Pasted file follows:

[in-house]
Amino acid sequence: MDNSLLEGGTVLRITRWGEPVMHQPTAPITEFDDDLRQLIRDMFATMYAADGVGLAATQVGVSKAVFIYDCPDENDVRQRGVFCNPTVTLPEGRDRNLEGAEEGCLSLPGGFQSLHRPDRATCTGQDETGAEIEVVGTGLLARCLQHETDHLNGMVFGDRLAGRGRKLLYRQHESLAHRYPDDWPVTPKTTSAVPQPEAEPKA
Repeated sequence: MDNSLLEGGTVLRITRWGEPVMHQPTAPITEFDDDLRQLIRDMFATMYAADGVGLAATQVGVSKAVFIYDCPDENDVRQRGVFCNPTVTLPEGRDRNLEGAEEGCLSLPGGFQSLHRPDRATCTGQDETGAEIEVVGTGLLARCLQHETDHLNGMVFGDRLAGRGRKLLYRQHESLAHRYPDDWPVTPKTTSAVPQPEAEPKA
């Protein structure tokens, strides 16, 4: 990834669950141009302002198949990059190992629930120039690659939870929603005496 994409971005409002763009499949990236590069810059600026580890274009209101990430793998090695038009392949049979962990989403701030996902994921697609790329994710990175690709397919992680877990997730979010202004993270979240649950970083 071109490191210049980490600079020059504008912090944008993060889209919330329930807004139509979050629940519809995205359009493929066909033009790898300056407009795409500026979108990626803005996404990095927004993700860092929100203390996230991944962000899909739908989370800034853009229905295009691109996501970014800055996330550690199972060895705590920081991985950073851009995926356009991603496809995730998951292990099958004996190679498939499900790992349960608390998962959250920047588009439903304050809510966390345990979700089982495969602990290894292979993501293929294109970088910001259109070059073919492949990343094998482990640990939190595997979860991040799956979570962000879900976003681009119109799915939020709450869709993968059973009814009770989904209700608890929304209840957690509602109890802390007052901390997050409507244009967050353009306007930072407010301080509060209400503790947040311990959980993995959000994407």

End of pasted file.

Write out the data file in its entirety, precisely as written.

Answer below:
[in-house]
Amino acid sequence: MDNSLLEGGTVLRITRWGEPVMHQPTAPITEFDDDLRQLIRDMFATMYAADGVGLAATQVGVSKAVFIYDCPDENDVRQRGVFCNPTVTLPEGRDRNLEGAEEGCLSLPGGFQSLHRPDRATCTGQDETGAEIEVVGTGLLARCLQHETDHLNGMVFGDRLAGRGRKLLYRQHESLAHRYPDDWPVTPKTTSAVPQPEAEPKA
Repeated sequence: MDNSLLEGGTVLRITRWGEPVMHQPTAPITEFDDDLRQLIRDMFATMYAADGVGLAATQVGVSKAVFIYDCPDENDVRQRGVFCNPTVTLPEGRDRNLEGAEEGCLSLPGGFQSLHRPDRATCTGQDETGAEIEVVGTGLLARCLQHETDHLNGMVFGDRLAGRGRKLLYRQHESLAHRYPDDWPVTPKTTSAVPQPEAEPKA
């Protein structure tokens, strides 16, 4: 990834669950141009302002198949990059190992629930120039690659939870929603005496 994409971005409002763009499949990236590069810059600026580890274009209101990430793998090695038009392949049979962990989403701030996902994921697609790329994710990175690709397919992680877990997730979010202004993270979240649950970083 071109490191210049980490600079020059504008912090944008993060889209919330329930807004139509979050629940519809995205359009493929066909033009790898300056407009795409500026979108990626803005996404990095927004993700860092929100203390996230991944962000899909739908989370800034853009229905295009691109996501970014800055996330550690199972060895705590920081991985950073851009995926356009991603496809995730998951292990099958004996190679498939499900790992349960608390998962959250920047588009439903304050809510966390345990979700089982495969602990290894292979993501293929294109970088910001259109070059073919492949990343094998482990640990939190595997979860991040799956979570962000879900976003681009119109799915939020709450869709993968059973009814009770989904209700608890929304209840957690509602109890802390007052901390997050409507244009967050353009306007930072407010301080509060209400503790947040311990959980993995959000994407």